Nonfiction > Henry Craik, ed. > English Prose > Vol. V. Nineteenth Century
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Henry Craik, ed.  English Prose.  1916.
Vol. V. Nineteenth Century
 
The Conception of General Law
By Henry Longueville Mansel (1820–1871)
 
From The Limits of Religious Thought Examined

IF then the condition of Time is inseparable from all human conceptions of the Divine nature, what advantage do we gain, even in philosophy, by substituting the supposition of immutable order in time for that of special interposition in time? Both of these representations are doubtless speculatively imperfect: both depict the infinite God, under finite symbols. But for the regulative purposes of human conduct in this life, each is equally necessary: and who may dare, from the depths of his own ignorance, to say that each may not have its prototype in the ineffable Being of God? We are sometimes told that it gives us a more elevated idea of the Divine wisdom and power, to regard the Creator as having finished His work once for all, and then abandoned it to its own unerring laws, than to represent him as interfering, from time to time, by the way of direct personal superintendence;—just as it implies higher mechanical skill to make an engine which shall go on perpetually by its own motion, than one which requires to be continually regulated by the hand of its maker. This ingenious simile fails only in the important particular, that both its terms are utterly unlike the objects which they profess to represent. The world is not a machine; and God is not a mechanic. The world is not a machine; for it consists, not merely of wheels of brass, and springs of steel, and the fixed properties of inanimate matter, but of living and intelligent and free-acting persons, capable of personal relations to a living and intelligent and free-acting Ruler. And God is not a mechanic; for the mechanic is separated from his machine by the whole diameter of being; as mind, giving birth to material results; as the conscious workman, who meets with no reciprocal consciousness in his work. It may be a higher evidence of mechanical skill to abandon brute matter once for all to its own laws; but to take this as the analogy of God’s dealings with His living creatures—as well tell us that the highest image of parental love and forethought is that of the ostrich, “which leaveth her eggs in the earth, and warmeth them in dust.”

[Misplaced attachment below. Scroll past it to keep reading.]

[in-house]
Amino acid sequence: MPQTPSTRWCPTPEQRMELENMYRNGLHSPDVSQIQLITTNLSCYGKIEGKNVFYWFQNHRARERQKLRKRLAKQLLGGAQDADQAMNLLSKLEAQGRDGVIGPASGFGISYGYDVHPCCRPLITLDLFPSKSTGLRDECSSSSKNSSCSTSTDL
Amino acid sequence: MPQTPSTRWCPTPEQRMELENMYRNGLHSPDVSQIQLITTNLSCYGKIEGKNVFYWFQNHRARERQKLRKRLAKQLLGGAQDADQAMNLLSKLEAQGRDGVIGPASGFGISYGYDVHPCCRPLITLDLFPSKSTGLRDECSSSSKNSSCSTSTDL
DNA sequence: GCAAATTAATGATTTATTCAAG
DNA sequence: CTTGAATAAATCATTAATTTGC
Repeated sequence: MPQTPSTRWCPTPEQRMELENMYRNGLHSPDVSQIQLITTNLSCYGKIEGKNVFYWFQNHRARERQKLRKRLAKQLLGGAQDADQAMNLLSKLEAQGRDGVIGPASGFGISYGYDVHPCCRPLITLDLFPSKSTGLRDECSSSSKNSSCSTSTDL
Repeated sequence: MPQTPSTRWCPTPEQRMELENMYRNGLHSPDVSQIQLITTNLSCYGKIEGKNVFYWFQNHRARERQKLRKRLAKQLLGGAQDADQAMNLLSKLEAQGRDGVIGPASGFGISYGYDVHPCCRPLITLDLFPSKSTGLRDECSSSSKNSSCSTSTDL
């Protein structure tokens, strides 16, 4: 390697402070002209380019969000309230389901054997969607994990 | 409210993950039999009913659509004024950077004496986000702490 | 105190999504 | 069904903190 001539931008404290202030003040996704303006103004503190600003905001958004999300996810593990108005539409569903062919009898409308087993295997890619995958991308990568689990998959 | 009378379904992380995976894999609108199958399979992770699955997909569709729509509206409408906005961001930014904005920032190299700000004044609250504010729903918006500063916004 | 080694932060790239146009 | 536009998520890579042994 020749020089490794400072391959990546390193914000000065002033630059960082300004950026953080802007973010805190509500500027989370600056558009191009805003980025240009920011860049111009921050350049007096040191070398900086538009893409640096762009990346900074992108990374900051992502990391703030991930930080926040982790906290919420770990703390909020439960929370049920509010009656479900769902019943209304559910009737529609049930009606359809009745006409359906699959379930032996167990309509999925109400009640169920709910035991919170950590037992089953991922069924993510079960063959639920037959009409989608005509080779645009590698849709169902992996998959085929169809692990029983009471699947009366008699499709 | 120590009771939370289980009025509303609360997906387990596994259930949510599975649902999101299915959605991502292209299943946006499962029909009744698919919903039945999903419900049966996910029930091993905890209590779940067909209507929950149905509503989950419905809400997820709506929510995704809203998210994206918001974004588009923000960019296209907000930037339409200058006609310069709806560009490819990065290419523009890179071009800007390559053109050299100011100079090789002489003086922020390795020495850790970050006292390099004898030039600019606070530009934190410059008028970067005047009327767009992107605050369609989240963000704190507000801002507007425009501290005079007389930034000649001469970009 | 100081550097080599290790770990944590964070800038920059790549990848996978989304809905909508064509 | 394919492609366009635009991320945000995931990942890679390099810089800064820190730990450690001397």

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  But if such conclusions are not justified by our a priori knowledge of the Divine nature, are they borne out empirically by the actual constitution of the world? Is there any truth in the assertion, so often put forth as an undeniable discovery of modern science, that cause and effect are indissolubly chained together, and that one follows the other in inevitable succession? There is just that amount of half truth which makes an error dangerous; and there is no more. Experience is of two kinds, and philosophy is of two kinds:—that of the world of matter, and that of the world of mind; that of physical succession, and that of moral action. In the material world, if it be true that the researches of science tend towards—though who can say that they will ever reach?—the establishment of a system of fixed and orderly recurrence; in the mental world we are no less confronted, at every instant, by the presence of contingency and free-will. In the one we are conscious of a chain of phenomenal effects; in the other of self, as an acting and originating cause. Nay, the very conception of the immutability of the law of cause and effect is not so much derived from the positive evidence of the former, as from the negative evidence of the latter. We believe the succession to be necessary, because nothing but mind can be conceived as interfering with the successions of matter; and, where mind is excluded, we are unable to imagine contingence. But what right has this so-called philosophy to build a theory of the universe on material principles alone, and to neglect what experience daily and hourly forces upon our notice—the perpetual interchange of the relations of matter and mind? In passing from the material to the moral world, we pass at once from the phenomenal to the real; from the successive to the continuous; from the many to the one; from an endless chain of mutual dependence to an originating and self-determining source of power. That mysterious, yet unquestionable presence of Will—that agent, uncompelled yet not uninfluenced, whose continuous existence and productive energy are summed up in the word Myself; that perpetual struggle of good with evil; those warnings and promptings of a spirit striving with our spirit, commanding, yet not compelling—acting upon us, yet leaving us free to act for ourselves; that twofold consciousness of infirmity and strength in the hour of temptation; that grand ideal of what we ought to be, so little, alas! to be gathered from the observation of what we are; that overwhelming conviction of sin in the sight of One higher and holier than we; that irresistible impulse to prayer, which bids us pour out our sorrows and make our wants known to One who hears and will answer us; that indefinable yet inextinguishable consciousness of a direct intercourse and communion of man with God, of God’s influence upon man, yea, and—with reverence be it spoken—of man’s influence upon God—these are facts of experience, to the full as real and as certain as the laws of planetary motions and chemical affinities—facts which philosophy is bound to take into account, or to stand convicted as shallow and one-sided—facts which can deceive us only if our whole consciousness is a liar, and the boasted voice of reason itself but an echo of the universal lie.  2
 
 
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